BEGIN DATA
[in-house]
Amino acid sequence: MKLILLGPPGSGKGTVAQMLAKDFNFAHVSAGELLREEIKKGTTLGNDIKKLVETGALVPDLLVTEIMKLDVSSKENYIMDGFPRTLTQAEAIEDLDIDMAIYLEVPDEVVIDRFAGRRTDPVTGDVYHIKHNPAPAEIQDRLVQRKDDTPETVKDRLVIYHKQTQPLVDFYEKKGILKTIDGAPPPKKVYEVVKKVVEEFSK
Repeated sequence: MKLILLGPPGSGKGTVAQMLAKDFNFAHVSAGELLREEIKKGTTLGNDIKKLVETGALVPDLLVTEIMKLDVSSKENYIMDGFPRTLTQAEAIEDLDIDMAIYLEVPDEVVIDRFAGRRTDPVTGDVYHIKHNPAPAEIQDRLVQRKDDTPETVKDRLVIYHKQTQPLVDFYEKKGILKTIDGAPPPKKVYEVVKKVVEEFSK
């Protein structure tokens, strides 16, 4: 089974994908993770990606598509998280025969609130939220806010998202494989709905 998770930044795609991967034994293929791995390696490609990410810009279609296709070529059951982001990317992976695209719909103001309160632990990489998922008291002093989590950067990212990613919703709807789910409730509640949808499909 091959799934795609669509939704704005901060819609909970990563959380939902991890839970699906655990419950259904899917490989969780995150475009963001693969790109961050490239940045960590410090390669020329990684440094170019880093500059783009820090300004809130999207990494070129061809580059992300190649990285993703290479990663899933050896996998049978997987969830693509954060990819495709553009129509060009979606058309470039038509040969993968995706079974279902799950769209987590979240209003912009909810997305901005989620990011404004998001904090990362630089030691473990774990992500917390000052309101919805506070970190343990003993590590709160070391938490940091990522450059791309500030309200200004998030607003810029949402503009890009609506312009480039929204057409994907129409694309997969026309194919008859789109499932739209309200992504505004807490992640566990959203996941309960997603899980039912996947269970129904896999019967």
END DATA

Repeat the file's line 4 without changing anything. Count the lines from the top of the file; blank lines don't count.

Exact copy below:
């Protein structure tokens, strides 16, 4: 089974994908993770990606598509998280025969609130939220806010998202494989709905 998770930044795609991967034994293929791995390696490609990410810009279609296709070529059951982001990317992976695209719909103001309160632990990489998922008291002093989590950067990212990613919703709807789910409730509640949808499909 091959799934795609669509939704704005901060819609909970990563959380939902991890839970699906655990419950259904899917490989969780995150475009963001693969790109961050490239940045960590410090390669020329990684440094170019880093500059783009820090300004809130999207990494070129061809580059992300190649990285993703290479990663899933050896996998049978997987969830693509954060990819495709553009129509060009979606058309470039038509040969993968995706079974279902799950769209987590979240209003912009909810997305901005989620990011404004998001904090990362630089030691473990774990992500917390000052309101919805506070970190343990003993590590709160070391938490940091990522450059791309500030309200200004998030607003810029949402503009890009609506312009480039929204057409994907129409694309997969026309194919008859789109499932739209309200992504505004807490992640566990959203996941309960997603899980039912996947269970129904896999019967």